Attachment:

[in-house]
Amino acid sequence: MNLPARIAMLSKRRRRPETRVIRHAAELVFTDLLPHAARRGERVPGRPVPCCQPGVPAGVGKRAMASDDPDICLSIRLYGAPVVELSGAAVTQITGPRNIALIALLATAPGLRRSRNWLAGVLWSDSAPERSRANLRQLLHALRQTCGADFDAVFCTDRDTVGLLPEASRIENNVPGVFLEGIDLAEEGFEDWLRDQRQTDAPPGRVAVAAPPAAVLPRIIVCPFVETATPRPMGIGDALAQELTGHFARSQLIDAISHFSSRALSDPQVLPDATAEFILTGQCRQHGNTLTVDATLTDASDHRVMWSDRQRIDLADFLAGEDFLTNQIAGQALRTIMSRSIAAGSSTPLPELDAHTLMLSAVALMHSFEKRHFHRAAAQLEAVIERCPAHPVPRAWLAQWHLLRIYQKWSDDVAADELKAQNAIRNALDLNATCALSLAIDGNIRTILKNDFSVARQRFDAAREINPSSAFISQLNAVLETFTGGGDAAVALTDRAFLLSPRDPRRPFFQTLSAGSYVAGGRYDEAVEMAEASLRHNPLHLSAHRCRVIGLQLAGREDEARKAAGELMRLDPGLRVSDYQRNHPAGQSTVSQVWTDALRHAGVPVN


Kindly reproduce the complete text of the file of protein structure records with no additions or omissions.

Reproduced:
[in-house]
Amino acid sequence: MNLPARIAMLSKRRRRPETRVIRHAAELVFTDLLPHAARRGERVPGRPVPCCQPGVPAGVGKRAMASDDPDICLSIRLYGAPVVELSGAAVTQITGPRNIALIALLATAPGLRRSRNWLAGVLWSDSAPERSRANLRQLLHALRQTCGADFDAVFCTDRDTVGLLPEASRIENNVPGVFLEGIDLAEEGFEDWLRDQRQTDAPPGRVAVAAPPAAVLPRIIVCPFVETATPRPMGIGDALAQELTGHFARSQLIDAISHFSSRALSDPQVLPDATAEFILTGQCRQHGNTLTVDATLTDASDHRVMWSDRQRIDLADFLAGEDFLTNQIAGQALRTIMSRSIAAGSSTPLPELDAHTLMLSAVALMHSFEKRHFHRAAAQLEAVIERCPAHPVPRAWLAQWHLLRIYQKWSDDVAADELKAQNAIRNALDLNATCALSLAIDGNIRTILKNDFSVARQRFDAAREINPSSAFISQLNAVLETFTGGGDAAVALTDRAFLLSPRDPRRPFFQTLSAGSYVAGGRYDEAVEMAEASLRHNPLHLSAHRCRVIGLQLAGREDEARKAAGELMRLDPGLRVSDYQRNHPAGQSTVSQVWTDALRHAGVPVN